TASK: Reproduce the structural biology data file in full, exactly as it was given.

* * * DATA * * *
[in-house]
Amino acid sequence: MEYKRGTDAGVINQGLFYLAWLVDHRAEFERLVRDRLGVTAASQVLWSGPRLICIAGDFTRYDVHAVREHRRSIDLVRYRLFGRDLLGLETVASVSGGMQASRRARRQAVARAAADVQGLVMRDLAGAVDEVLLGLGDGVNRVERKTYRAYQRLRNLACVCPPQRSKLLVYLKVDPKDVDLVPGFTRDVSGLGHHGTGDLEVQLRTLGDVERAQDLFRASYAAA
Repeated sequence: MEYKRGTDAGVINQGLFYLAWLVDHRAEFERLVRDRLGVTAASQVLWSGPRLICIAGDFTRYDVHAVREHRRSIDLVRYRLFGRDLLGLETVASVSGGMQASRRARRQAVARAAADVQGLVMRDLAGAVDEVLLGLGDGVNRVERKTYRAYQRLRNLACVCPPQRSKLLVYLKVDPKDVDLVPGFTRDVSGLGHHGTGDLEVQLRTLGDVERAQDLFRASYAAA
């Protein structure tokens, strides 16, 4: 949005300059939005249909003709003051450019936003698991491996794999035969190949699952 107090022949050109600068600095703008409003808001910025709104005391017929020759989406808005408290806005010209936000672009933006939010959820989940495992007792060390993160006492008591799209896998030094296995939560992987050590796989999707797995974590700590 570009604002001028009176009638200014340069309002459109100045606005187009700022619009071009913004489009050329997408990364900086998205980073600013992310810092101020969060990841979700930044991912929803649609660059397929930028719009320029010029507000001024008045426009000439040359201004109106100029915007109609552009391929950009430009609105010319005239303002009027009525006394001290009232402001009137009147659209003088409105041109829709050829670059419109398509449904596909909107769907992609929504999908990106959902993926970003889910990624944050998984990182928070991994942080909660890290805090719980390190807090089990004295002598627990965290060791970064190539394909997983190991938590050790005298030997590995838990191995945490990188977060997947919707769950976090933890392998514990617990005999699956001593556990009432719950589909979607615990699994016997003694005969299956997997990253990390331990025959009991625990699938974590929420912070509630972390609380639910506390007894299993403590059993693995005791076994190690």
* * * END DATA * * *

[in-house]
Amino acid sequence: MEYKRGTDAGVINQGLFYLAWLVDHRAEFERLVRDRLGVTAASQVLWSGPRLICIAGDFTRYDVHAVREHRRSIDLVRYRLFGRDLLGLETVASVSGGMQASRRARRQAVARAAADVQGLVMRDLAGAVDEVLLGLGDGVNRVERKTYRAYQRLRNLACVCPPQRSKLLVYLKVDPKDVDLVPGFTRDVSGLGHHGTGDLEVQLRTLGDVERAQDLFRASYAAA
Repeated sequence: MEYKRGTDAGVINQGLFYLAWLVDHRAEFERLVRDRLGVTAASQVLWSGPRLICIAGDFTRYDVHAVREHRRSIDLVRYRLFGRDLLGLETVASVSGGMQASRRARRQAVARAAADVQGLVMRDLAGAVDEVLLGLGDGVNRVERKTYRAYQRLRNLACVCPPQRSKLLVYLKVDPKDVDLVPGFTRDVSGLGHHGTGDLEVQLRTLGDVERAQDLFRASYAAA
């Protein structure tokens, strides 16, 4: 949005300059939005249909003709003051450019936003698991491996794999035969190949699952 107090022949050109600068600095703008409003808001910025709104005391017929020759989406808005408290806005010209936000672009933006939010959820989940495992007792060390993160006492008591799209896998030094296995939560992987050590796989999707797995974590700590 570009604002001028009176009638200014340069309002459109100045606005187009700022619009071009913004489009050329997408990364900086998205980073600013992310810092101020969060990841979700930044991912929803649609660059397929930028719009320029010029507000001024008045426009000439040359201004109106100029915007109609552009391929950009430009609105010319005239303002009027009525006394001290009232402001009137009147659209003088409105041109829709050829670059419109398509449904596909909107769907992609929504999908990106959902993926970003889910990624944050998984990182928070991994942080909660890290805090719980390190807090089990004295002598627990965290060791970064190539394909997983190991938590050790005298030997590995838990191995945490990188977060997947919707769950976090933890392998514990617990005999699956001593556990009432719950589909979607615990699994016997003694005969299956997997990253990390331990025959009991625990699938974590929420912070509630972390609380639910506390007894299993403590059993693995005791076994190690």